Go! Just GO!
There are too many STOP signs in this world. Maybe that's the problem? Every road you go down, just when you're about to get somewhere—screeeeech—there's another annoying red stop sign.
It's a metaphor of our lives that every road has stop signs all over it. It's no wonder so many people feel as if they will never get to their dreams. It's no wonder so many people don't even bother to begin the chase, start the journey, or experience the adventure. There are just too many stop signs along the way.
What if there was a little ribbon around every stop sign between our houses and where we go every day? Those little ribbons might remind us that we need to keep going. Those little ribbons might remind us that stop signs are for cars and buses; they are not for dreams and hopes and plans and adventures.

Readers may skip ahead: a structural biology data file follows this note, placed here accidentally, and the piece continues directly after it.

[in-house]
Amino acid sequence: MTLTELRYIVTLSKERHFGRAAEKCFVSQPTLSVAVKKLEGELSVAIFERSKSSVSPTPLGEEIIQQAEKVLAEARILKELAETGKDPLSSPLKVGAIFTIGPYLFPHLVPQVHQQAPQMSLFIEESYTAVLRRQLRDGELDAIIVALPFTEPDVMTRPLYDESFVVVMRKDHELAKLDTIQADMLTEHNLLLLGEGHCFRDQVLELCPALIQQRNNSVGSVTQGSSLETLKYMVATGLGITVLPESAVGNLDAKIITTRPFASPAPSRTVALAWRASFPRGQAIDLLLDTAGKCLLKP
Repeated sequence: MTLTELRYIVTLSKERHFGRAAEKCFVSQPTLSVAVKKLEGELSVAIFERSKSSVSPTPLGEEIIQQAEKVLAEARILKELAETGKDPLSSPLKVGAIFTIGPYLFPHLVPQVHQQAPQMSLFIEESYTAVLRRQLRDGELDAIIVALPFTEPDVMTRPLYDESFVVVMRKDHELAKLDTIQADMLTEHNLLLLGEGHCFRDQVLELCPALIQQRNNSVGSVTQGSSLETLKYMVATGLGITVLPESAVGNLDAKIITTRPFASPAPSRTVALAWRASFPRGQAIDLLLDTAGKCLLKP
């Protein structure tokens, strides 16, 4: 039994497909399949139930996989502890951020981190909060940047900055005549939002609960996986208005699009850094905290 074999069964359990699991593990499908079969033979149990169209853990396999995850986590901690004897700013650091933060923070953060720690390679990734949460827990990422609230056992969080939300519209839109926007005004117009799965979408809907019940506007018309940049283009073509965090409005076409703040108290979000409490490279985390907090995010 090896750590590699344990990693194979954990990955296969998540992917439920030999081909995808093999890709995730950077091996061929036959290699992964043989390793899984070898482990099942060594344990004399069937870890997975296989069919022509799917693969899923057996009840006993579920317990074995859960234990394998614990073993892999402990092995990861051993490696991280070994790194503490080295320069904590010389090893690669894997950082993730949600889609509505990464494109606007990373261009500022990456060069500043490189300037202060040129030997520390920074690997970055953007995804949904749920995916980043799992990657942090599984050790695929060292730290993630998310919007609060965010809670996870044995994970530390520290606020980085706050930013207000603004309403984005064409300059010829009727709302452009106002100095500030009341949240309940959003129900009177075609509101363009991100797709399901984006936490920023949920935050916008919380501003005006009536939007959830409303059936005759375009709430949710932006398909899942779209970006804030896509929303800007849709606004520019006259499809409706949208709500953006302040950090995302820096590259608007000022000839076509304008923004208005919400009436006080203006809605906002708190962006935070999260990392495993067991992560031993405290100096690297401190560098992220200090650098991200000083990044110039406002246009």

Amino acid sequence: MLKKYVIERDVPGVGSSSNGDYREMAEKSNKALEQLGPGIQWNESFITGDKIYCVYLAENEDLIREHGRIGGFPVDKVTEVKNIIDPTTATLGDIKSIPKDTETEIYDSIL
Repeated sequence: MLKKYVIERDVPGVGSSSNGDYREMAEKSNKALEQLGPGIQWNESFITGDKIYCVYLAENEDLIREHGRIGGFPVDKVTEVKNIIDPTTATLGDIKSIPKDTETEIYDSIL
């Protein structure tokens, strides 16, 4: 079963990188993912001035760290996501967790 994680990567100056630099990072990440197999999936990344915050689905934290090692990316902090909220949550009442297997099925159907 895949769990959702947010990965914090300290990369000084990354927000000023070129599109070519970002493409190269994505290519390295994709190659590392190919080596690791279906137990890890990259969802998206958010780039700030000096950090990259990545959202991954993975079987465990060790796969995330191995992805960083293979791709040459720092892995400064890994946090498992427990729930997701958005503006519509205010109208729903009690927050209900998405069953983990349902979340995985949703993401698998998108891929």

So picture those ribbons on all your stop signs—think about those big dreams—smile with your whole face, and GO!
Is it time to kick the bucket list?
Americans have become obsessed with supposedly transformative experiences. But is deep sea fishing in Fiji what will really make life complete?
Compiling a bucket list was once the perfect way to pass the dreamy days of summer vacation. But now, Americans are so obsessed with running a 100-mile marathon in Colorado, visiting every Double-A baseball stadium in the country or flying in a hot-air balloon over Paris that all the fun has gone out of having a bucket list in the first place. Now it's just another form of work, competition and perhaps, disappointment.
What are some things you should never tell your work colleagues?
• "Your presentation wasn't good," or any other unconstructive criticism
"You should never give a coworker unconstructive criticism," said Alvin Roehr, CEO of The Roehr Agency. "When you're friends with a coworker, it can be tempting to just tell them like it is; but, it's better to discuss what mistakes were made and offer solutions to the problem. A friend will appreciate your help — and your office will be better off for it," he says.